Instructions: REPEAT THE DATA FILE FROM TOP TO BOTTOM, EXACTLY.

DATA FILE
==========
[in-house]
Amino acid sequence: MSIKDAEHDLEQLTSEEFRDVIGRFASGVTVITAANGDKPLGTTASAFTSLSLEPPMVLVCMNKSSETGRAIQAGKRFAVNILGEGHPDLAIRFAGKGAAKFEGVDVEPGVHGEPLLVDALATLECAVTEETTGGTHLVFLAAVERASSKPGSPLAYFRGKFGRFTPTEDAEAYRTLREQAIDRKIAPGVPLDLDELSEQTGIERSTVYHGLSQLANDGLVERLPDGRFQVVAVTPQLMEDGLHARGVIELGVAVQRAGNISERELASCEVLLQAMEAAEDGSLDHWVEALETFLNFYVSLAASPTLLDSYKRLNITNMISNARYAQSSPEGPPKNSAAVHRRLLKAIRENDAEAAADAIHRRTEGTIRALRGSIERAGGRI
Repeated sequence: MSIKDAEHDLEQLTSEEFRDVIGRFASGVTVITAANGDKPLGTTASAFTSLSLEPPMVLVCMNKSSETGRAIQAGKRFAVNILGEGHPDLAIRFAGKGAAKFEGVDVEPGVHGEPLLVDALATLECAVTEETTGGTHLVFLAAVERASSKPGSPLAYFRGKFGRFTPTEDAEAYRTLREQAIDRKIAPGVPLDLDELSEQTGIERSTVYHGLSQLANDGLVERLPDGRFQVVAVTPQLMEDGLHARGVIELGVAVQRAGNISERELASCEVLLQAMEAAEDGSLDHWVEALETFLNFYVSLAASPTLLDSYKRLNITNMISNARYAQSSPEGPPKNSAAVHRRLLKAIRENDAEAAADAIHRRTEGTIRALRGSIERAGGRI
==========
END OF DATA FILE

[in-house]
Amino acid sequence: MSIKDAEHDLEQLTSEEFRDVIGRFASGVTVITAANGDKPLGTTASAFTSLSLEPPMVLVCMNKSSETGRAIQAGKRFAVNILGEGHPDLAIRFAGKGAAKFEGVDVEPGVHGEPLLVDALATLECAVTEETTGGTHLVFLAAVERASSKPGSPLAYFRGKFGRFTPTEDAEAYRTLREQAIDRKIAPGVPLDLDELSEQTGIERSTVYHGLSQLANDGLVERLPDGRFQVVAVTPQLMEDGLHARGVIELGVAVQRAGNISERELASCEVLLQAMEAAEDGSLDHWVEALETFLNFYVSLAASPTLLDSYKRLNITNMISNARYAQSSPEGPPKNSAAVHRRLLKAIRENDAEAAADAIHRRTEGTIRALRGSIERAGGRI
Repeated sequence: MSIKDAEHDLEQLTSEEFRDVIGRFASGVTVITAANGDKPLGTTASAFTSLSLEPPMVLVCMNKSSETGRAIQAGKRFAVNILGEGHPDLAIRFAGKGAAKFEGVDVEPGVHGEPLLVDALATLECAVTEETTGGTHLVFLAAVERASSKPGSPLAYFRGKFGRFTPTEDAEAYRTLREQAIDRKIAPGVPLDLDELSEQTGIERSTVYHGLSQLANDGLVERLPDGRFQVVAVTPQLMEDGLHARGVIELGVAVQRAGNISERELASCEVLLQAMEAAEDGSLDHWVEALETFLNFYVSLAASPTLLDSYKRLNITNMISNARYAQSSPEGPPKNSAAVHRRLLKAIRENDAEAAADAIHRRTEGTIRALRGSIERAGGRI